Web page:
On Wednesday, the Biden administration backed waiving intellectual property protections for COVID-19 vaccines, a move meant to boost production and ensure more of the world becomes inoculated. The news came in the middle of a Yahoo Finance interview with Massachusetts Senator Elizabeth Warren.
"Fantastic!” she said upon learning the news, raising her hands in the air in a double fist pump (at the 18 minute mark in the video above). “I'm delighted."
The move reversed the Biden administration’s stance and came after pressure from liberal Democrats like Warren. In a statement on the decision, U.S. Trade Representative Katherine Tai noted that “extraordinary circumstances of the COVID-19 pandemic call for extraordinary measures.”
The pharmaceutical industry has fought waiving patent protections for drug makers, arguing that it discourages the industry from taking risks and investing in creating new drugs. Shares of COVID-19 vaccine makers Moderna (MRNA), and BioNTech (BNTX) were down by as much as 8% and 6%, respectively, in morning trading on Thursday.
'A humanitarian matter'
Asked earlier in the interview about a potential patent waiver, Warren said that “this is not a time to be protecting the multi-billions of dollars in profits for these companies.” She added that speed was of the essence “as a humanitarian matter and frankly, it's just a matter of our international relations.”
While more than 1.2 billion vaccine doses have been given around the world, The New York Times notes that there's a stark difference in vaccination rates between some countries. In some countries, according to The Times, no doses have been administered. A patent waiver could, in theory, allow for cheaper generics to be produced and increase vaccine doses around the world, including where cases are spiking.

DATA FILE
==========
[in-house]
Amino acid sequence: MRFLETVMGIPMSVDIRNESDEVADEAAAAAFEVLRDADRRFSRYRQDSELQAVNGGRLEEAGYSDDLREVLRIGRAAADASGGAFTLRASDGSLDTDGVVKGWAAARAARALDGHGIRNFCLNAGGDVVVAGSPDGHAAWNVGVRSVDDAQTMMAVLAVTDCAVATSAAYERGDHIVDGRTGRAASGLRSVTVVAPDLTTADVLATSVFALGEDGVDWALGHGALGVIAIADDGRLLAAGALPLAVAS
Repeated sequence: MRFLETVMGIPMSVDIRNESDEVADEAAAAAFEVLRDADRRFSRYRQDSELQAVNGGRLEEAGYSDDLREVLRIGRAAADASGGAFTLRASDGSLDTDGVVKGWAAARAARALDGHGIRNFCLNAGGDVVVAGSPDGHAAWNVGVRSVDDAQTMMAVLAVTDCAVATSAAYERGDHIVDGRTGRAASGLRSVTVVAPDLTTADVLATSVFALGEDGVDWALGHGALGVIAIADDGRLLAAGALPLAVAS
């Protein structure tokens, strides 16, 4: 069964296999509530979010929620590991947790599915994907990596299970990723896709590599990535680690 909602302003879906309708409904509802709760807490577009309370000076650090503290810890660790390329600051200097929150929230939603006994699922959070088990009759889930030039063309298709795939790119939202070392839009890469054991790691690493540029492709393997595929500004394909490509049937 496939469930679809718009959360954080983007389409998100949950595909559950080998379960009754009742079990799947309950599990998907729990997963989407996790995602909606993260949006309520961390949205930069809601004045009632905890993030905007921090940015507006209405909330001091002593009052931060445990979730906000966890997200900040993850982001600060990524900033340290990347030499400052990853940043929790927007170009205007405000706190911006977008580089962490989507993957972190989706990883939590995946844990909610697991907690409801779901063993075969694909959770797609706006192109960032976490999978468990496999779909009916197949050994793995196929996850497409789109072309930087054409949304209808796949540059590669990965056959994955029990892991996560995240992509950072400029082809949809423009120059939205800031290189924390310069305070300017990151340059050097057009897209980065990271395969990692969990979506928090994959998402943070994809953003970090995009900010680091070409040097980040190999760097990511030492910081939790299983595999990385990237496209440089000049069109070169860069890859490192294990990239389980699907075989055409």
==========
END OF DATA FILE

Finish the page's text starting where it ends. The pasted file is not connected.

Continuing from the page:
“We need to be out there getting those vaccines into the arms of as many human beings as possible, not doing what a handful of already billionaire drug companies want us to do in order to protect their profits," Warren told Yahoo Finance.
Warren spoke to Yahoo Finance Editor-in-Chief Andy Serwer for an episode of “Influencers with Andy Serwer,” a weekly interview series with leaders in business, politics, and entertainment.
Warren ran for president in the Democratic primary as a more progressive alternative to President Joe Biden but has supported his agenda since he took office. She recently released a new book, “Persist,” featuring stories that she says illustrate further changes Biden could make in the next 100 days.
“My job is to help him succeed as president,” she said.
An ‘unprecedented step’
The move on COVID vaccines gained immediate support from Democratic lawmakers, including Warren, who led the pressure campaign alongside figures like Sen. Bernie Sanders and Rep. Rosa DeLauro of Connecticut. Countries like India and South Africa — which asked the World Trade Organization (WTO) to waive the intellectual property protections — could benefit from easier access to vaccines if other members of the organization agree to the waiver.
One pharmaceutical industry source told Reuters that the industry would fight to ensure any waiver was as limited as possible. And the trade group PhRMA called the move an “unprecedented step that will undermine our global response to the pandemic and compromise safety.”
Public support is likely to be behind the move as pharmaceutical companies working on the COVID vaccines have reported sky-high profits during the crisis. Pfizer (PFE) recently reported that its vaccine generated revenue of $3.5 billion in the first quarter of 2021 alone. That figure translates into somewhere around $900 million in pre-tax profits for the company.
Pfizer didn’t accept any funding from the U.S. government in the development of its coronavirus vaccine, though the company’s partner, BioNTech, did accept aid from the German government. Still, the U.S. government has bought millions of doses from the company. Other companies, like Moderna, did receive U.S. government funding during the development process.
Moderna had previously announced that it would “not enforce our COVID-19-related patents against those making vaccines intended to combat the pandemic.”
To be sure, the Biden administration’s support does not guarantee that the WTO members will adopt a waiver, though European Union officials expressed openness on Thursday to at least discussing the matter.
“Those negotiations will take time given the consensus-based nature of the institution and the complexity of the issues involved,” Ambassador Tai said in her statement.
Ben Werschkul is a writer and producer for Yahoo Finance in Washington, DC.